Security & Privacy

Report: Internet Is Faster, More Susceptible to Attack

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Internet speeds around the world are up, but so are cyber-attacks, says Akamai in its latest “State of the Internet” report. Released quarterly by the Massachusetts-based content delivery network Akamai Technologies, the report analyzes global statistics on key indicators of Internet connectivity. Findings from 2013’s third quarter disclosed some good news, showing upward trends in both global connection speeds and broadband adoption rates, but also warned of long-term growth in attack traffic—a majority of it coming from China, Indonesia, and the United States.   More

Business Learning Security & Privacy

This Week’s Techonomic 5

A still from "Koyaanisqatsi."

Welcome to the first installment of our Techonomic 5, a brand-new series spotlighting techonomic happenings from around the Web and beyond. Every two weeks, our editorial team shares its picks of the top people, companies, and trends that exemplify tech's ever-growing role in business and society. Here's what's grabbing our attention: tech curriculums, Canadian data security, apps for mindfulness, the rise of Netflix, and Kayaanisquatsi director Godfrey Reggio.   More

Learning Startup Culture

Education Experts Say College Becoming Like a Startup

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A global survey of leaders in education arrived at six five-year predictions. But they didn't just say social media will burgeon as a tool, along with "blended learning," in which online and offline methods converge. The leaders surveyed by the New Media Consortium and the Educause Learning Initiative also think college will become more like a startup, literally. Methods that replicate the atmosphere of startups will emerge on campus. And the influence of the maker movement will lead to actually producing things as a way to learn. Also likely to become more important: data-driven learning and assessment, as well as just plain more online learning.   More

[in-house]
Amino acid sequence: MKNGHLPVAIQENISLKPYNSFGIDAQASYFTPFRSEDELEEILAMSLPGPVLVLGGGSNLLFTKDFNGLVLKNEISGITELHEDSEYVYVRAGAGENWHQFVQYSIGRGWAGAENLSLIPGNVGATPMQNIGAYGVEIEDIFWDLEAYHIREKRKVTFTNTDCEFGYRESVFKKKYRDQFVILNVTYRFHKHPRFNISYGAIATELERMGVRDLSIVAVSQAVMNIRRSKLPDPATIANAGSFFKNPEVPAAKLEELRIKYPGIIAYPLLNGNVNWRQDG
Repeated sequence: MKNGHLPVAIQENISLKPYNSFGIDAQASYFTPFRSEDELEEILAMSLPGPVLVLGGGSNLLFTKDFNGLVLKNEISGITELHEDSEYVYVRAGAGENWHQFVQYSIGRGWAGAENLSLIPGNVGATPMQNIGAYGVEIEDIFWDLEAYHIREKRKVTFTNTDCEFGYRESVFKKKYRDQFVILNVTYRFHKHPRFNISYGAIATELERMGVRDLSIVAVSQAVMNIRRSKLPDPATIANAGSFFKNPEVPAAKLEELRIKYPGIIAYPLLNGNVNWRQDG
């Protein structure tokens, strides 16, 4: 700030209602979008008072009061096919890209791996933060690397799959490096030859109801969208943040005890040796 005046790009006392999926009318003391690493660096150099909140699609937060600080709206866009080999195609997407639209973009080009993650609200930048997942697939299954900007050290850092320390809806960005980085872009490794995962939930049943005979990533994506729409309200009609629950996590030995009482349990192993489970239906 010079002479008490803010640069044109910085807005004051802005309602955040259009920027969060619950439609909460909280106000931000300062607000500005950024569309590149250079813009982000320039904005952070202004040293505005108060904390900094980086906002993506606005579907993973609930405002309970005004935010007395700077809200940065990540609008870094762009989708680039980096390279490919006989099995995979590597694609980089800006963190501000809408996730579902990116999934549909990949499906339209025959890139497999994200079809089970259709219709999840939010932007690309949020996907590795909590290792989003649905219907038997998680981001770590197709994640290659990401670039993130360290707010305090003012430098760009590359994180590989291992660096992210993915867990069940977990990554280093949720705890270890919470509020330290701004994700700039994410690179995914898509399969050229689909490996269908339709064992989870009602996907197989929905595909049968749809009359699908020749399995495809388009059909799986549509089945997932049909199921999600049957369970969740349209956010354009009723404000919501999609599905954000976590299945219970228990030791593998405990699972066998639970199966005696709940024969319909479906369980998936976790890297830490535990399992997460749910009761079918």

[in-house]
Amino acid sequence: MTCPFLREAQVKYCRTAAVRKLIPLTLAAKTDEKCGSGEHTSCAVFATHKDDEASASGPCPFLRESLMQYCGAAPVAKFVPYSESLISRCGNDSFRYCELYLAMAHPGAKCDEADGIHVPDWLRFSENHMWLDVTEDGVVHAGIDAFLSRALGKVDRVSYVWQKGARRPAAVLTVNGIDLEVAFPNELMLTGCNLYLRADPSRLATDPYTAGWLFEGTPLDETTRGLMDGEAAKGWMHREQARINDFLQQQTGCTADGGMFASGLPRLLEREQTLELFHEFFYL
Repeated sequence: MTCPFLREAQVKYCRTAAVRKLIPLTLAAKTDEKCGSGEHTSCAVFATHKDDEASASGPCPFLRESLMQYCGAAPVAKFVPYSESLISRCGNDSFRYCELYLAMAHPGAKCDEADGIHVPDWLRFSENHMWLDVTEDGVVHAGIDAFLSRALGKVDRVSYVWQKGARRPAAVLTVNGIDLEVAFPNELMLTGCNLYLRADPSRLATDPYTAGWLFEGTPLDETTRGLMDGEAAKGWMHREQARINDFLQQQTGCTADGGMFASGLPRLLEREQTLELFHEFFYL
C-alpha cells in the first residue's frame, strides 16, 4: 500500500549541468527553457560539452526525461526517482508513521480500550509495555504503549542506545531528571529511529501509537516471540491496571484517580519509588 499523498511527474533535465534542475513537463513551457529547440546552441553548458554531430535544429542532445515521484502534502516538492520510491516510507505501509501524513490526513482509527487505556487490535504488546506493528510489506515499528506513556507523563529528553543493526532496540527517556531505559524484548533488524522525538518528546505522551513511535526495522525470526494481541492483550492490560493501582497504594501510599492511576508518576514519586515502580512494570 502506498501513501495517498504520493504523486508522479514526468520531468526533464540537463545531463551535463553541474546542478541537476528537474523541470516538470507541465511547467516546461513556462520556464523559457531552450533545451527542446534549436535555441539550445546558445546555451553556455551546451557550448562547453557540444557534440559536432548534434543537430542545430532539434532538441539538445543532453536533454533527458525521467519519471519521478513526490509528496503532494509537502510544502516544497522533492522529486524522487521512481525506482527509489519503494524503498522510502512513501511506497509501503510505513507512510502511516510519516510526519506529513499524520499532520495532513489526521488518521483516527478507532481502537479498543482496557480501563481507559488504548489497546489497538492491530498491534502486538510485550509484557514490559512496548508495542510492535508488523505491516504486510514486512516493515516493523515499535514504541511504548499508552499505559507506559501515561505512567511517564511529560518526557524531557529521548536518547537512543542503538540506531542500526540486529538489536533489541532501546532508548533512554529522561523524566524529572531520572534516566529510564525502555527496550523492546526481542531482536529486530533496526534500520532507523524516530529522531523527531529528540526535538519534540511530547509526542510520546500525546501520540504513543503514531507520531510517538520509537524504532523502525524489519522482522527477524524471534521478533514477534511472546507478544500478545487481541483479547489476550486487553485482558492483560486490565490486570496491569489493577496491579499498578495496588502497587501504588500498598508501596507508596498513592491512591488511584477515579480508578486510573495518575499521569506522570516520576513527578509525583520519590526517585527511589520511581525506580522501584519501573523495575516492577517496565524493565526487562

Government Security & Privacy

Investigate NSA to Avert Police State, Privacy Consultant Warns

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Cyber-security expert Jody Westby calls “for the facts to be found out and the truth to be determined” about the NSA surveillance program in order for the nation’s leaders to make “informed decisions about how this country should be operating and the values it should be upholding in the digital age—before it turns into a full police state.” Under the headline, "It Is a Scandal That No One is Investigating the NSA," Westby, who is CEO of Global Cyber Risk, a fellow at the Carnegie Mellon CyLab, and adjunct professor at Georgia Institute of Technology, as well as a frequent Techonomy participant, proclaims in a Forbes essay this week that she is stunned that no one but she has called for a full investigation.   More